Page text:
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Local and State News

Latest New Mexico news, sports, business and entertainment at 4:20 p.m. MDT

  • KIT CARSON-RV PARK

FLAGSTAFF, Ariz. (AP) — A petition to change the name of a Flagstaff RV park named for explorer Kit Carson is gaining momentum in the wake of public conversations on systemic racism and white supremacy. The Arizona Daily Sun reports the petition calling for a name change for Kit Carson RV Park has garnered more than 800 signatures since its creation last month. In 1863, Carson forced thousands of Navajos to relocate from their land in the Four Corners region to Bosque Redondo in eastern New Mexico. Many died along the way or amid horrific living conditions during their internment that ended in 1868.

  • VIRUS OUTBREAK-NEW MEXICO

SANTA FE, N.M. (AP) — Officials say the University of New Mexico and New Mexico State University face the prospect of major budget challenges. State funding has been reduced in the fiscal fallout from the coronavirus pandemic and reduced energy prices. The Santa Fe New Mexican reports that UNM likely faces a $22 million cut in state funding while New Mexico State will have about $20 million less to spend in the current fiscal year because of reduced state funding, revenue losses from lower enrollment and other circumstances. Health officials on Saturday reported four additional COVID-19 deaths and 280 additional confirmed cases., increasing the statewide death toll to 569 and the total number of cases to 16,736. 

  • MEXICO-US-WATER TREATY

MEXICO CITY (AP) — Farmers once again have clashed with Mexican military forces to protest releases of water from a Mexican dam to repay a water debt owed to the United States.  Video posted by Rep. Mario Mata Carrasco showed tear gas canisters being fired over the heads of protesters Sunday at the Las Virgines dam in in the northern border state of Chihuahua. Farmers in Chihuahua say they need the water for local crops. But under a 1944 treaty, Mexico owes the United States about 415,000 acre-feet (512 million cubic meters) that must be paid by Oct. 24.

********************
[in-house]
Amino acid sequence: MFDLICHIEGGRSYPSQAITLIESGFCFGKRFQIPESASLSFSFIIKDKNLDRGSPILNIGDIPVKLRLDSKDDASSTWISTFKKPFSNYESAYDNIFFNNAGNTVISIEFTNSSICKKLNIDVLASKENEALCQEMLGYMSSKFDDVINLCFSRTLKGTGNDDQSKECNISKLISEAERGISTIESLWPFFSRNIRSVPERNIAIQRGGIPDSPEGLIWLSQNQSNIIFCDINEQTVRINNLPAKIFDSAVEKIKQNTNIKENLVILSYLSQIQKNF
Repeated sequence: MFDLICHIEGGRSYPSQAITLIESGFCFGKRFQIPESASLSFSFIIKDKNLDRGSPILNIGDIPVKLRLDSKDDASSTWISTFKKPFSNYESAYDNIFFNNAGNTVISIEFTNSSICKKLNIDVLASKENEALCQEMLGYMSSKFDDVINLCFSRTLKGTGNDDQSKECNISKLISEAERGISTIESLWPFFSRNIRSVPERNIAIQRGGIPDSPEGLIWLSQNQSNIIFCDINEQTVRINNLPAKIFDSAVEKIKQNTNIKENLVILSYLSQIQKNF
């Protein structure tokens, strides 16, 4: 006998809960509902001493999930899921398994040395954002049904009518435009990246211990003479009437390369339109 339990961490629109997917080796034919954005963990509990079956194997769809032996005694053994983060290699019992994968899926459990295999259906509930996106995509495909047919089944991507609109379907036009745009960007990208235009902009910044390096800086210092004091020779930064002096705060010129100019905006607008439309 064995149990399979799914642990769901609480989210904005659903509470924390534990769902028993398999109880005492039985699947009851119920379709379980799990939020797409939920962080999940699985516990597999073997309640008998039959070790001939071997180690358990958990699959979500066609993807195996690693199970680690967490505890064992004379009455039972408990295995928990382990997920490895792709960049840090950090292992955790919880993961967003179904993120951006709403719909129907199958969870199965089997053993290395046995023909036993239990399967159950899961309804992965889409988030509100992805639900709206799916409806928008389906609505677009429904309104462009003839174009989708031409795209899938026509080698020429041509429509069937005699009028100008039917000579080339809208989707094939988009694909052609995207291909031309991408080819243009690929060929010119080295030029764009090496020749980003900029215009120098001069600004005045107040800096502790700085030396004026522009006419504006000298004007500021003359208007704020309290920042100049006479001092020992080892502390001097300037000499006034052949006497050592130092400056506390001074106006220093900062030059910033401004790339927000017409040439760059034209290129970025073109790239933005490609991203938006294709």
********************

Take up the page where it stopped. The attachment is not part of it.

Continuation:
• BEAR ATTACK-NEW MEXICO

LOS ALAMOS, N.M. (AP) — Authorities say a woman was seriously injured when she was chased and attacked by a bear which approached her and her husband as they were comet-watching on the deck of a northern New Mexico ski area's lodge. The state Game and Fish Department said the bear Friday night approached the couple and then began chasing the woman before attacking her in the parking lot of the ski area on the outskirts of Los Alamos. The department said police responding to a distress call from the woman's husband shot and killed a bear found eating trash in the vicinity. A lab will analyze DNA samples to see whether that beat attacked the woman. 

  • RESERVOIR WATER PERMISSION

ALBUQUERQUE, N.M. (AP) — New Mexico has received permission from neighboring states to access stored water after little rainfall, low runoff and high temperatures dried out some sections of the Rio Grande. The Albuquerque Journal reported that the Middle Rio Grande Conservancy District and the state can now access more than 12 billion gallons stored in the El Vado Reservoir. The water is stored under the Rio Grande Compact agreement between New Mexico, Texas and Colorado. A district water official said supply for part of the Rio Grande valley would have run out without this approval. Agencies are expected to hold back use if the region receives significant rainfall. 

  • AP-US-IMMIGRATION-DEFERRED-ACTION-

PHOENIX (AP) — A federal court in Maryland has ruled that the Deferred Action for Childhood Arrivals program must be restored fully, meaning it must open up to new applicants for the first time in three years. The program helps immigrants who were brought to the U.S. as children to legally work and protects them from deportation. Last month, the U.S. Supreme Court ruled that President Donald Trump didn't properly end the program in 2017. Roughly 650,000 people are enrolled in DACA, but only those who were already in the program when it ended have been able to renew. The U.S. Citizenship and Immigration Services said it is reviewing the ruling. 

  • VIRUS OUTBREAK-NEW MEXICO

ALBUQUERQUE, N.M. (AP) — New Mexico's top public education officials say many schools have submitted requests to start the school year with remote classes rather than return to the classroom immediately, even if under a hybrid plan. Public Education Secretary Ryan Stewart testified Friday before a legislative committee on the challenges that his agency and schools are facing amid the coronavirus pandemic. Stewart says agility will be key as schools will need to be ready to shift gears depending on the pace of the virus. The discussion came as health officials acknowledged that New Mexico's rolling average of positive COVID-19 cases has not been good. An additional 319 cases were reported Friday.

  • ELECTION 2020-SENATE-NEW MEXICO

RIO RANCHO, N.M, (AP) — Democratic U.S. Rep. Ben Ray Luján has a nearly 6-to-1 fundraising advantage over his GOP opponent in a race for an open U.S. Senate seat in New Mexico. Federal records show the Democrat from Nambé‎ raised nearly $1 million from mid-May to June 30. He has more than $3.3 million cash on hand going into the general election. Meanwhile, Republican Mark Ronchetti reported raising $532,500 during the same time period. The former television weatherman had $571,000 cash-on-hand. Both are seeking to replace U.S. Sen. Tom Udall, who is retiring.